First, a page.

The ongoing voyages of the Federation Support Ship [REDACTED]
First Officer’s log, Terrestrial date, 20230116. Officer of the Deck reporting.
The technical team at Starbase 998 was able to complete their review of the [REDACTED]’s systems in good time, giving the ship a clean bill of health and confirming our own team had managed to remediate the problem without leaving any unwanted surprises in the core. It did take a few days, but the captain relayed his appreciation to the specialist team for their efforts.
While we were here, we applied our skills to assisting the station with some of their security system integrations, since that was our specialty. And the issue they were having was a common one. While the station had a fully integrated system when it was built, over the years though, between updates, expansions, and station tenants bringing in their own systems, the integration had gotten a bit messy.
We’ve seen similar situations before. Not as bad as the relative mess we saw on [REDACTED] where vendors from three different cultures were trying to integrate with a 4th, but Starbase’s organic growth presented its own challenges.
In this case, they were managing quite well. Though the station’s local security operations unit was having to either Bodge together integrations for new systems or simply deal with having three or four extra consoles to monitor.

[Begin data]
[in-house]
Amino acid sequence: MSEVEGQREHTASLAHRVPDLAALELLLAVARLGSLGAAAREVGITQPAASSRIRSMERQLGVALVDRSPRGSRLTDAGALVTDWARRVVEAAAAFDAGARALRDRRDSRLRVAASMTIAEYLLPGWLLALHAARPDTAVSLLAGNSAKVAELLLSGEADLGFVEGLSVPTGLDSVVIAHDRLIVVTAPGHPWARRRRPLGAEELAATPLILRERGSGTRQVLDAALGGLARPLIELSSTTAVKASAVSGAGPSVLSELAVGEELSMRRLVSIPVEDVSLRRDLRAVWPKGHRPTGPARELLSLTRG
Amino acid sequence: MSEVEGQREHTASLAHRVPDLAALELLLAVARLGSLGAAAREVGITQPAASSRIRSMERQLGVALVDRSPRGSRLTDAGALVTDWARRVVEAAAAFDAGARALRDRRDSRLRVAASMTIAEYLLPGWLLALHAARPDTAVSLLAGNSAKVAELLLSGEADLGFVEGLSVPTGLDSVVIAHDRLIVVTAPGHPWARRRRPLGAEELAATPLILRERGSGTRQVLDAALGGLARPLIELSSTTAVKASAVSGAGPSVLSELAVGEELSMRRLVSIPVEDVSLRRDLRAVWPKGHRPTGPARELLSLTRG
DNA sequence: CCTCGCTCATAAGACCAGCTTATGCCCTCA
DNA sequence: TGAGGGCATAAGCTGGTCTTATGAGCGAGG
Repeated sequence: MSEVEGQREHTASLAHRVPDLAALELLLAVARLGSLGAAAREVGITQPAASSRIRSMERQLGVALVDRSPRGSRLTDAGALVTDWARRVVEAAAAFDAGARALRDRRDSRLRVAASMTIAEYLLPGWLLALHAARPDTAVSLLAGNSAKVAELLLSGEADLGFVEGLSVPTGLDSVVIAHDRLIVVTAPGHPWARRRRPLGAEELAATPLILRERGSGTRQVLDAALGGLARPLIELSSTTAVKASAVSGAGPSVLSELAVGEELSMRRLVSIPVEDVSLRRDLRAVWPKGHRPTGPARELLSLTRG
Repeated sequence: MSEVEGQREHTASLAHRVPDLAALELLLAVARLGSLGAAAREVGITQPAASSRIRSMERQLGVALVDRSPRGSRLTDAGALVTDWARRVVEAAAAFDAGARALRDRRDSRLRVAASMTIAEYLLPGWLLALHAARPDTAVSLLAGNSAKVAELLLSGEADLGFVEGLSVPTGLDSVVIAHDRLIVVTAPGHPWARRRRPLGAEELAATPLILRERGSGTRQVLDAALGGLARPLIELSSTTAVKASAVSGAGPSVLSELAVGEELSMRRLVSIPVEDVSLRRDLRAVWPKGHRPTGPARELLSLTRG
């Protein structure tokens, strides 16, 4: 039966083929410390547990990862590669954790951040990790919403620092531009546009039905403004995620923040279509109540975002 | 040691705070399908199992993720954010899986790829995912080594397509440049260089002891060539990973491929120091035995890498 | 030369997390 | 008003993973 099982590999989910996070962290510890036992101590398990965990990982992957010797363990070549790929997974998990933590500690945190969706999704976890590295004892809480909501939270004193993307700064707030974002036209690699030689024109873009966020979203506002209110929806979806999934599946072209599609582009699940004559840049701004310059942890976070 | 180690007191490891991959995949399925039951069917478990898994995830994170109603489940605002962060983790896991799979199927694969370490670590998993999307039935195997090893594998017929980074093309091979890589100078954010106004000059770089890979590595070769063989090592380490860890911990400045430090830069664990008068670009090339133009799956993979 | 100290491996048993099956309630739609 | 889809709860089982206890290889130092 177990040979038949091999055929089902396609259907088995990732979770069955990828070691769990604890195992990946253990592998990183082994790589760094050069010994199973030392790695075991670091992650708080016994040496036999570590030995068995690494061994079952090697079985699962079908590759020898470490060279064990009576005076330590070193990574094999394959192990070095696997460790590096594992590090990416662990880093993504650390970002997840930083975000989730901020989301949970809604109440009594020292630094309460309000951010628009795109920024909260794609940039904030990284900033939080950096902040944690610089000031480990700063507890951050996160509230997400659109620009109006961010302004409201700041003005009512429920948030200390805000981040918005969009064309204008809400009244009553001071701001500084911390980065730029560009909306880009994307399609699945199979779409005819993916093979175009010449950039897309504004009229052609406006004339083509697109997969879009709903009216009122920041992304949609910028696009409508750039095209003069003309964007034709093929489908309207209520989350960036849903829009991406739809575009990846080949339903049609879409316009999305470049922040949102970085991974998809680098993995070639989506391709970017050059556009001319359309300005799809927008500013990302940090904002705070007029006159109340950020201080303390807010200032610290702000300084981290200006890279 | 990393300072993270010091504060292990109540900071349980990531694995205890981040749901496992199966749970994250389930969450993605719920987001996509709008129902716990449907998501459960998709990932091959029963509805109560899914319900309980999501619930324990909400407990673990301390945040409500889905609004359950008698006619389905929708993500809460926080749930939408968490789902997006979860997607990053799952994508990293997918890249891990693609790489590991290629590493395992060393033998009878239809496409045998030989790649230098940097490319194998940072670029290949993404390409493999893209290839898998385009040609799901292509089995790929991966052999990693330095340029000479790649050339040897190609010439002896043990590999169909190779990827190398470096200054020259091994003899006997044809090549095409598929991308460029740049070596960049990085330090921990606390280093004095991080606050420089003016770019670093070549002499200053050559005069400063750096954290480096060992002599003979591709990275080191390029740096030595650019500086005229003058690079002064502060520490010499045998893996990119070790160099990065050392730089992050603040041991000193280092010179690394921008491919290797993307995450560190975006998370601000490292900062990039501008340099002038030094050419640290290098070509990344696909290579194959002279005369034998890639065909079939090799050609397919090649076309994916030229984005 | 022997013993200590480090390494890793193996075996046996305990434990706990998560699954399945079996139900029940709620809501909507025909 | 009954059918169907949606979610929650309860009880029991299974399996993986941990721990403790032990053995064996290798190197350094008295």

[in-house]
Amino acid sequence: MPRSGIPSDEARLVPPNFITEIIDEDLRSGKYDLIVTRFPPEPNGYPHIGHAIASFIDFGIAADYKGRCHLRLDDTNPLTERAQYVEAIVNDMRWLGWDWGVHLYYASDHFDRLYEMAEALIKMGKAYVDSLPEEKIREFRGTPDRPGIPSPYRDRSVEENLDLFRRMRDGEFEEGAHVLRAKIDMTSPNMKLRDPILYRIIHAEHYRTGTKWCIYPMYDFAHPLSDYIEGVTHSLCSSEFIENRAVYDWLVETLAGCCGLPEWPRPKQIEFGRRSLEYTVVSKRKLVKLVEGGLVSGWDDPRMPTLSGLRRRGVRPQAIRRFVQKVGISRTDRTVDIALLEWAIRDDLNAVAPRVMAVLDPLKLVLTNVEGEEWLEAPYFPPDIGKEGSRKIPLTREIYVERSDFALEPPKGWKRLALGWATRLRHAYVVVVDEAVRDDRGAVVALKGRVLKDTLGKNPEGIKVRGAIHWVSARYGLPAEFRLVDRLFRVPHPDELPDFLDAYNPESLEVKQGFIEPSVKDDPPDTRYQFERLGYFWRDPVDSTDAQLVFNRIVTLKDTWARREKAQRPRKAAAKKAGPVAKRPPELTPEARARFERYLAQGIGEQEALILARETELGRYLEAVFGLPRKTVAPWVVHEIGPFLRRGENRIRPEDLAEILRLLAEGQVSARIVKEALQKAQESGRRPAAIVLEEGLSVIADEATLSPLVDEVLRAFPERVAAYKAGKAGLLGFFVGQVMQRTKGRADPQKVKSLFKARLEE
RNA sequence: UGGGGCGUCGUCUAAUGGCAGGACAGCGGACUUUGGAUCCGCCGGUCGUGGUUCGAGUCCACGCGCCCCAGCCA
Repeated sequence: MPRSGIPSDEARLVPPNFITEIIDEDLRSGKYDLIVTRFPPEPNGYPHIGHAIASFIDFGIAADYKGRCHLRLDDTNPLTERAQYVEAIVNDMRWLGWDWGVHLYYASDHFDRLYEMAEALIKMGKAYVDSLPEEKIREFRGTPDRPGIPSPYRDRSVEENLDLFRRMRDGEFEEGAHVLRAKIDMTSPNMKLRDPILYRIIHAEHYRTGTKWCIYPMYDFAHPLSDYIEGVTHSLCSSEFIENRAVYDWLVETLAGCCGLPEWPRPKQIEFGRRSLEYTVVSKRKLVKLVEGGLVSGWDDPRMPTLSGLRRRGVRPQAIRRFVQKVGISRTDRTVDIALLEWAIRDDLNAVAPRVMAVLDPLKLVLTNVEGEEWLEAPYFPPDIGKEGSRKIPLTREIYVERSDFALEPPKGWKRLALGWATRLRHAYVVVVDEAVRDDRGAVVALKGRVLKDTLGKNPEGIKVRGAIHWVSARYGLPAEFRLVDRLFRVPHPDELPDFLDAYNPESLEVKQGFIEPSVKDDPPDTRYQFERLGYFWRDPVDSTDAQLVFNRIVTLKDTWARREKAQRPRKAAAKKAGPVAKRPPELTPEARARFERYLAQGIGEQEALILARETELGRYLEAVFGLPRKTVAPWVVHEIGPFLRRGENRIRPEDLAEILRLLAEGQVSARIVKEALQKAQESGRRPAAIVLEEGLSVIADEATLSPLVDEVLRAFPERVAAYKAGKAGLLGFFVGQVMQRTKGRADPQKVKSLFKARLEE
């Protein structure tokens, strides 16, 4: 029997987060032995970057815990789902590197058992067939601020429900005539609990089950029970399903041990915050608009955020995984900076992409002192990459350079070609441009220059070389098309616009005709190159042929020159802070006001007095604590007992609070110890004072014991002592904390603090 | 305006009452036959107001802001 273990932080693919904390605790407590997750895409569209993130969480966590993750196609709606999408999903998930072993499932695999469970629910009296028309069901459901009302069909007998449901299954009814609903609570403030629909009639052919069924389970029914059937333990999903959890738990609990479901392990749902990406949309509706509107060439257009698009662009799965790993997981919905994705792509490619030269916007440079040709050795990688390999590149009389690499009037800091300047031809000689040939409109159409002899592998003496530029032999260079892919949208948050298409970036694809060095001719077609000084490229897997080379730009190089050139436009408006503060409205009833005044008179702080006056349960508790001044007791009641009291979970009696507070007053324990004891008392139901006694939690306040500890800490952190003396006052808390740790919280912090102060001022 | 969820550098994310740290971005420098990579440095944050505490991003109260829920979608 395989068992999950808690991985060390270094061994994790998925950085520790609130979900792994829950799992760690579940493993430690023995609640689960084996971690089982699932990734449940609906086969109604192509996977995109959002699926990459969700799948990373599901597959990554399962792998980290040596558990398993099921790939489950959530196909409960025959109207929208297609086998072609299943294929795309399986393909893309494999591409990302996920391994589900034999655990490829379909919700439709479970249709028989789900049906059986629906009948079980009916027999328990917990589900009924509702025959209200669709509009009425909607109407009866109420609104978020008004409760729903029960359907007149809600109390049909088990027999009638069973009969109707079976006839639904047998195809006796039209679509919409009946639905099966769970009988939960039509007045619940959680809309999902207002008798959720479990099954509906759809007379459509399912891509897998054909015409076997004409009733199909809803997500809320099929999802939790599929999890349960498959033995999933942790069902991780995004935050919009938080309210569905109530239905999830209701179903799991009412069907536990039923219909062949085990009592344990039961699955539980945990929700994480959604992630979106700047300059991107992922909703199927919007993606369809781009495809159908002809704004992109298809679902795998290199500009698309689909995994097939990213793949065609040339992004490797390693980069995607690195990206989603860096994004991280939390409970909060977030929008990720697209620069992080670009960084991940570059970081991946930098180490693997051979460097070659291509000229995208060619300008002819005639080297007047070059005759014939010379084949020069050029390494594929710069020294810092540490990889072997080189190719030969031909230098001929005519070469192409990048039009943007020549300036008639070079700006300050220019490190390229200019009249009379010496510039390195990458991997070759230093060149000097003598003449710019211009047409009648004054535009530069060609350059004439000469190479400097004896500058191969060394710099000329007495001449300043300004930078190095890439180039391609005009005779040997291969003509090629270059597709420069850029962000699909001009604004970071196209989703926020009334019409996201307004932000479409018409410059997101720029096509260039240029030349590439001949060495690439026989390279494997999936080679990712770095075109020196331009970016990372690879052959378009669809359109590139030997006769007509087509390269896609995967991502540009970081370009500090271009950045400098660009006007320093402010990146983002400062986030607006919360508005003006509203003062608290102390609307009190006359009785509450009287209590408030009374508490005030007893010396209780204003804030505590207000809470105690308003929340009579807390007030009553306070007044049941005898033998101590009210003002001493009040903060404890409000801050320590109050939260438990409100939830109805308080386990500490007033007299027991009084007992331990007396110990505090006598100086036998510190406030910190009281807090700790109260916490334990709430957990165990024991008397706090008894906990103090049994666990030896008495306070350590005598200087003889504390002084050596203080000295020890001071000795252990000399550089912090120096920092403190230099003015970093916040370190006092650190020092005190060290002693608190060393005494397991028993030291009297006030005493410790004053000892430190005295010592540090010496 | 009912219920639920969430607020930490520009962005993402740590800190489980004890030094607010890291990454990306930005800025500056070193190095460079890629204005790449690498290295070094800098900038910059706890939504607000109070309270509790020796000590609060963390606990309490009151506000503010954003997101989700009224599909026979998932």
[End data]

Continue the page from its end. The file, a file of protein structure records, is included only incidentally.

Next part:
In theory, the station’s computer could handle most of the work. Federation computers of the classes installed in capital ships and star bases were borderline sentient. In fact, there had been cases over the years where Federation starships had to deal with the repercussions of their computer becoming fully self-aware.
But the reality was that local procedures and command decisions kept organic operators in the loop, which is where we could help by better translating the different feeds so they could see them all in one place. Different responsible parties would still have to deal with the issues, but at least now the operations team wasn’t having to spread themselves between multiple consoles just to see what was going on.
With that settled, and the ship given a clean bill of health, we set off for our next destination.
I’d call it natural evolution instead of fragility
A recent report, examining software projects in light of the push towards the Software Bill of Materials (SBOM), pointed to a greater need to properly vet open-source libraries used in development projects. The report noted that some of the libraries they examined had not been updated in up to six years.
Why it matters
The need to vet open-source libraries, or even commercial libraries for that matter, is very real. Vulnerabilities in old libraries can go hidden for years and then aren’t fixed when they do come to light, because no one’s maintaining the code. But this is a normal facet of code development. Projects fork, change direction, or get superseded by newer libraries all the time. It’s the nature of the business and is more natural evolution that an indication of fragility in the open-source model or a problem inherent to using open-source code.